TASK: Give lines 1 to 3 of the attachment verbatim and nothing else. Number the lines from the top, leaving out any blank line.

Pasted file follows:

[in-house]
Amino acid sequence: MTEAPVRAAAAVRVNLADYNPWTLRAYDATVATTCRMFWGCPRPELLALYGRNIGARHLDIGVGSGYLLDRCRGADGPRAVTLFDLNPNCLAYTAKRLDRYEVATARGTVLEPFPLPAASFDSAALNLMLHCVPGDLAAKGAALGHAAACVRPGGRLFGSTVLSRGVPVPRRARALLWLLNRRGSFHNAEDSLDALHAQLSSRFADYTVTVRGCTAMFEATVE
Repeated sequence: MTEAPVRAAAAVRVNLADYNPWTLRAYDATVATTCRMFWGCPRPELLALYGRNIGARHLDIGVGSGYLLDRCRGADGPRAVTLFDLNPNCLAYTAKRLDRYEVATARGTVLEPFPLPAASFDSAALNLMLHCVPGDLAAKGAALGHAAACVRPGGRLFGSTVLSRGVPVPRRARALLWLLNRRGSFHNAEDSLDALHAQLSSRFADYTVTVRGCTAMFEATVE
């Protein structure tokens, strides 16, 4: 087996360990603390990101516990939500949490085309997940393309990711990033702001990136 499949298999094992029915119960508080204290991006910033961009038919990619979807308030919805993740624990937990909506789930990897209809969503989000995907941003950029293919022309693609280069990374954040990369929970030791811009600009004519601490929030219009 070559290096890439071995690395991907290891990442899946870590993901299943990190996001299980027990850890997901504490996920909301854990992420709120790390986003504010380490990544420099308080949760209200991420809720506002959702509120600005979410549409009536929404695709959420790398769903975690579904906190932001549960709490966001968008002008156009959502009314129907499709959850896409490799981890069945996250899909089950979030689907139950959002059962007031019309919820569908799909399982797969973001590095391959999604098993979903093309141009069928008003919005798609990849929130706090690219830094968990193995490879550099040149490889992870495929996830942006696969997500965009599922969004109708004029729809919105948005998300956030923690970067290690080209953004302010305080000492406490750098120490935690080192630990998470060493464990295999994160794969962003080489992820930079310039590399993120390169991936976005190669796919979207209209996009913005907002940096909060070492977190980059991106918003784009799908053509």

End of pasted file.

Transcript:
[in-house]
Amino acid sequence: MTEAPVRAAAAVRVNLADYNPWTLRAYDATVATTCRMFWGCPRPELLALYGRNIGARHLDIGVGSGYLLDRCRGADGPRAVTLFDLNPNCLAYTAKRLDRYEVATARGTVLEPFPLPAASFDSAALNLMLHCVPGDLAAKGAALGHAAACVRPGGRLFGSTVLSRGVPVPRRARALLWLLNRRGSFHNAEDSLDALHAQLSSRFADYTVTVRGCTAMFEATVE
Repeated sequence: MTEAPVRAAAAVRVNLADYNPWTLRAYDATVATTCRMFWGCPRPELLALYGRNIGARHLDIGVGSGYLLDRCRGADGPRAVTLFDLNPNCLAYTAKRLDRYEVATARGTVLEPFPLPAASFDSAALNLMLHCVPGDLAAKGAALGHAAACVRPGGRLFGSTVLSRGVPVPRRARALLWLLNRRGSFHNAEDSLDALHAQLSSRFADYTVTVRGCTAMFEATVE